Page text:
Dean names three to arts/sciences endowed chairs
Mary McGee, dean of the College of Liberal Arts and Sciences at Alfred University (AU), bestowed three faculty members with endowed chairs in the college this summer: Cecilia Beach, professor of French, to fill The Margaret and Barbara Hagar Professorship in the Humanities; John D’Angelo, associate professor of chemistry, as the Dr. Sanford S. Cole and Frances Halderman Cole Chair in Chemistry; and Joseph Petrillo, associate professor of mathematics, to serve a second term as the Dr. Sanford S. Cole and Frances Halderman Cole Chair in Mathematics.
“The Hagar Professorship recognizes outstanding contributions to the humanistic disciplines by a faculty member within the College of Liberal Arts and Sciences,” said McGee. “In determining this honor, we are guided by the definition of humanities created under the 1965 National Foundation on the Arts and the Humanities Act, namely, that humanities includes, but is not limited to, the study of the following: language, both modern and classical; linguistics; literature; history; jurisprudence; philosophy; archaeology; comparative religion; ethics; the history, criticism and theory of the arts; those aspects of social sciences which have humanistic content and employ humanistic methods; and the study and application of the humanities to the human environment with particular attention to reflecting our diverse heritage traditions, and history and to the relevance of the humanities to the current conditions of national life,” she explained.
“The Cole Professorships recognize outstanding teaching and contributions in chemistry and mathematics by a faculty member within the College of Liberal Arts & Sciences. Dr. Cole, a 1923 graduate of Alfred University, had a special interest in supporting curriculum in the application of mathematics to industrial problems,” McGee explained. “The holder of the Cole Chair must be recognized as an excellent teacher, exhibiting concern for students and knowledge about how students learn, and demonstrating enthusiasm about chemistry (or mathematics) and its application.”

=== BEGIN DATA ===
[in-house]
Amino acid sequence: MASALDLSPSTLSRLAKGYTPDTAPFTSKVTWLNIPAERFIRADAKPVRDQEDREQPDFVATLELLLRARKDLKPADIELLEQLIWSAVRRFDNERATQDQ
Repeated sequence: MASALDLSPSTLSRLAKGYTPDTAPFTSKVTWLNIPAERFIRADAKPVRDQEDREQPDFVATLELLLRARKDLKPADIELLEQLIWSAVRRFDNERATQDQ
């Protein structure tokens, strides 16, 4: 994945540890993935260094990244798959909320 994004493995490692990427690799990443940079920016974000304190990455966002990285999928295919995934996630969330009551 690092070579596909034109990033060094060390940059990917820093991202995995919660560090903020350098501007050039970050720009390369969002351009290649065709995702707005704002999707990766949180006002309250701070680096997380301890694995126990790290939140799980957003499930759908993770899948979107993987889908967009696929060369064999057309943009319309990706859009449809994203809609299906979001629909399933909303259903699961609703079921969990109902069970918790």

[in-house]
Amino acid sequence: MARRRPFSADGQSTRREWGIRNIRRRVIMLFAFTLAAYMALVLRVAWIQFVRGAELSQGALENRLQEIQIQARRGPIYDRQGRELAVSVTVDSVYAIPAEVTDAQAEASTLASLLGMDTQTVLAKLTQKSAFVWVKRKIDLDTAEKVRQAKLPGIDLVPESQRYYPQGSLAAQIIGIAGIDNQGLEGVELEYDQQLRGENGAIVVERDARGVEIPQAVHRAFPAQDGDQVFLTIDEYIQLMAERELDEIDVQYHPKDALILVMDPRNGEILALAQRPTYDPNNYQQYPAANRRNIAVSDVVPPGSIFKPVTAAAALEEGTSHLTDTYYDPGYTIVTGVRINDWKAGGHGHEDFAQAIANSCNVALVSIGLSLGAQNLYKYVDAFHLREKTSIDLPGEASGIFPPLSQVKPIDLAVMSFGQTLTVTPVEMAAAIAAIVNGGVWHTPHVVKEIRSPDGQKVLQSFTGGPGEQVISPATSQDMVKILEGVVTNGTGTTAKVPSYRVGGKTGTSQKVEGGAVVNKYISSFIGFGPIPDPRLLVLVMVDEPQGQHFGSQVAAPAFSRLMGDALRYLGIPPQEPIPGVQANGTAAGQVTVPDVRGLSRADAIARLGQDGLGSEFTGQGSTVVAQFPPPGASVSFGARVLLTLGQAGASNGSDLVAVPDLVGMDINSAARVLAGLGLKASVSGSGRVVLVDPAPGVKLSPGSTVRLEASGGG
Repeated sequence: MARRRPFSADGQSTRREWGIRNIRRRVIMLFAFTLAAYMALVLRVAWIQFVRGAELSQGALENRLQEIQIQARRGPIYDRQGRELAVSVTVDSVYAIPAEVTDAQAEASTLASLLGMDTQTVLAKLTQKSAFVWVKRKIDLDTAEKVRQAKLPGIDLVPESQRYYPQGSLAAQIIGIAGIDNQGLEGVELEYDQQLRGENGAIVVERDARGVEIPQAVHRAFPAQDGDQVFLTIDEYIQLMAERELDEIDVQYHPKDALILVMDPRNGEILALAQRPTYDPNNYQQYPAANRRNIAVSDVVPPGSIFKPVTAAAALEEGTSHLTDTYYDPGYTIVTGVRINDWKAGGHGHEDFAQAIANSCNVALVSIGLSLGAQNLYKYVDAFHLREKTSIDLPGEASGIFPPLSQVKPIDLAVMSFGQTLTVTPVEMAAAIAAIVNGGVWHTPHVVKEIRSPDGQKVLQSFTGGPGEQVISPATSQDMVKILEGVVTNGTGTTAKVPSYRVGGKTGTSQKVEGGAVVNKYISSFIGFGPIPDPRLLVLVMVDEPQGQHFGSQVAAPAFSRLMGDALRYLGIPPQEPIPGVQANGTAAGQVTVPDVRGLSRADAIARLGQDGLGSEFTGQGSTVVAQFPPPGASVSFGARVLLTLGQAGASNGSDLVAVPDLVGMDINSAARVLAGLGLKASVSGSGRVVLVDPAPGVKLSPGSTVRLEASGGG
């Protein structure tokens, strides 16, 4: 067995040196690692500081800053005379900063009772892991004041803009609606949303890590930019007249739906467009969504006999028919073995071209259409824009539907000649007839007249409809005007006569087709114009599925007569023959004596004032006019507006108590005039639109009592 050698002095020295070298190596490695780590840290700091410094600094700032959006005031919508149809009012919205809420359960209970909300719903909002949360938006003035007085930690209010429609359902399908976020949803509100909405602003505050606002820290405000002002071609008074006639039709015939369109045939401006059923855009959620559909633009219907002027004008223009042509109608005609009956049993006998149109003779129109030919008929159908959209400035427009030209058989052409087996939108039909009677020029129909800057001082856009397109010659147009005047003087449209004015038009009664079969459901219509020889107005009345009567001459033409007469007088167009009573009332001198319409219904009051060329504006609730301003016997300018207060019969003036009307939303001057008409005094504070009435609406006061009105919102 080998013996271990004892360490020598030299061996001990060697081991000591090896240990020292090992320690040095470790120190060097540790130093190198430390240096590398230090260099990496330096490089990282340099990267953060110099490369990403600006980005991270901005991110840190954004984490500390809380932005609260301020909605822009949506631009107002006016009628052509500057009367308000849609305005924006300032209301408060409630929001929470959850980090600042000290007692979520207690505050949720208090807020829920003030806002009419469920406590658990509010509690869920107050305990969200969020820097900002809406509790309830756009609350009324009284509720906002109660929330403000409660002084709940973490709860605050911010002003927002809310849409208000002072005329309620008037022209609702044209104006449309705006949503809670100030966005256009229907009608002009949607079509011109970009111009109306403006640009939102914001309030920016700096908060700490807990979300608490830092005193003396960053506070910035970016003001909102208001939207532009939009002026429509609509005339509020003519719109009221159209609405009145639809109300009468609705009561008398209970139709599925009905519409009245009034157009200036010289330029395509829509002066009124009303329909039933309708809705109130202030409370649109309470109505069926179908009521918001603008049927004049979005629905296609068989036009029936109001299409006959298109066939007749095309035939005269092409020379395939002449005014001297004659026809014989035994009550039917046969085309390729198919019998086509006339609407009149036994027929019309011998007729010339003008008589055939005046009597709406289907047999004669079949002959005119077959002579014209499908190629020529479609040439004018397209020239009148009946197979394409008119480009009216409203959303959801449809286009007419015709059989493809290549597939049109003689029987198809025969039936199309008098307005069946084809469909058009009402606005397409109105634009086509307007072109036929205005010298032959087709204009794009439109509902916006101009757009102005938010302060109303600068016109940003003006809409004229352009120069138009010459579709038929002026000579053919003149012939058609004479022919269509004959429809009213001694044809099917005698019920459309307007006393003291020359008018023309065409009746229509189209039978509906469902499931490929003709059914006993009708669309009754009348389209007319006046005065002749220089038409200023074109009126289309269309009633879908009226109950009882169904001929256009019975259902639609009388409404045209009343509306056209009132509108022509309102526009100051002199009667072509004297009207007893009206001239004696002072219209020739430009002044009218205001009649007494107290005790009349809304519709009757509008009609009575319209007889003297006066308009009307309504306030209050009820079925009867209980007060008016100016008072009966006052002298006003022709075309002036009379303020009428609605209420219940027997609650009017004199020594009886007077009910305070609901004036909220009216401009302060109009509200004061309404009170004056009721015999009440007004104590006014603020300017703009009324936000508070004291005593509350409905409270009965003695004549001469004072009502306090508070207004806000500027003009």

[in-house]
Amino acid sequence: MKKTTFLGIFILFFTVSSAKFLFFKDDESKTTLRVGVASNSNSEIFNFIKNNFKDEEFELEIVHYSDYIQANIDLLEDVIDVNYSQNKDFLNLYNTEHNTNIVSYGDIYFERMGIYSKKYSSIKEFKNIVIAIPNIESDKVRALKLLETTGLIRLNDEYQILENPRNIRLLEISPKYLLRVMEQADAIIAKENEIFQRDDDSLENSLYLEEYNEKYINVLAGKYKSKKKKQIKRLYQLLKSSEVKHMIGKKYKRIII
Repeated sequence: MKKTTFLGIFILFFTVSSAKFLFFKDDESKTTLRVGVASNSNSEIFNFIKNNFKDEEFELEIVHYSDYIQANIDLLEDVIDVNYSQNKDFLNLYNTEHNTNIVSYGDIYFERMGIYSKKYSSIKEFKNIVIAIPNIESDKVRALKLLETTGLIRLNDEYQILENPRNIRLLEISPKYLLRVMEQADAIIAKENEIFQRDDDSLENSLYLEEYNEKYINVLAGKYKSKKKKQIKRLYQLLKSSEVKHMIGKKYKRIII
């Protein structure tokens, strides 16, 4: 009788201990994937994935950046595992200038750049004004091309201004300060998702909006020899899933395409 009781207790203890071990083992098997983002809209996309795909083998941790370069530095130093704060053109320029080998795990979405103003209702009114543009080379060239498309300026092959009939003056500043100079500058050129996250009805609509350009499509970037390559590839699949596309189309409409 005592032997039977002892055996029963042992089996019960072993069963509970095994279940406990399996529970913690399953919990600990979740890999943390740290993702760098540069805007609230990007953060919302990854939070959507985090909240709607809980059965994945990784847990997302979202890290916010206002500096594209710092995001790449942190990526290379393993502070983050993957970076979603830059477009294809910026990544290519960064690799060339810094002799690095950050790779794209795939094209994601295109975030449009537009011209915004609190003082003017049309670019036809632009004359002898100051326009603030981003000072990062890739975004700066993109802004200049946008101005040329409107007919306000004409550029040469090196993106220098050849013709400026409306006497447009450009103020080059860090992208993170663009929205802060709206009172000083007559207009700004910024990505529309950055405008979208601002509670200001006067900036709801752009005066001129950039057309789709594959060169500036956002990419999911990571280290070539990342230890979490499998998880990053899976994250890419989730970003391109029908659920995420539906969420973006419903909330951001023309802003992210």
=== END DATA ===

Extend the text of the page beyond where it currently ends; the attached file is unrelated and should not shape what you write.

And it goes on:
Beach has received several honors and awards during her tenure at the University including the AU National Endowment for the Humanities Fund Grant for Research Expenses in 1998, 2000, 2001, 2004 and 2005; the AU International Fellowship for Faculty Development in 2005; and the Abigail Allen Faculty Award in 2012.
She has presented several conference papers and written 13 publications including “The Literary Culture of Workers,” “Women and Peasants in Novels by André Léo,” “Staging Politics and Gender: French Women’s Drama,” and “Marie Lenéru and the Theater of Ideas.” Beach’s research interests include French women’s theater and feminist novels of the 19th century.
Beach earned a bachelor of arts degree in linguistics from Pomona College, Claremont, CA; a master of arts degree in French from Middlebury (VT) College; a D.E.A. (Diploma d’Estudis Avançats (a tertiary education degree higher than a master’s, but lower than a doctorate) in French from the Université de Paris VII (Jussieu); and a Ph.D. in French from New York University.
Before joining the AU faculty in 2007, D’Angelo served as a postdoctoral research associate in laboratories at Johns Hopkins University, Baltimore. He received the Johns Hopkins Department of Pharmacology National Institutes of Health Anticancer Drug Development Training Grant Fellowship for 2006-07.
D’Angelo earned his doctorate from the University of Connecticut at Storrs and a bachelor of science degree in chemistry from the State University of New York (SUNY) at Stony Brook. D’Angelo holds membership in the American Chemical Society.
A faculty member since 2003, Petrillo has served as an associate professor of mathematics and Cole professor in mathematics since 2010. In 2011, Petrillo applied for funding from the National Science Foundation (NSF) to create the Alfred University Calculus Imitative (AUCI) and received a $161,042 grant, helping the AUCI team create a “comprehensive calculus experience to increase understanding and success in calculus and pre-calculus while maintaining the level of rigor and breadth required for post-calculus courses.”
Petrillo earned a bachelor of science degree in mathematics with a physics minor from Wilkes University and a master of arts degree and Ph.D. in mathematics from Binghamton University (SUNY).
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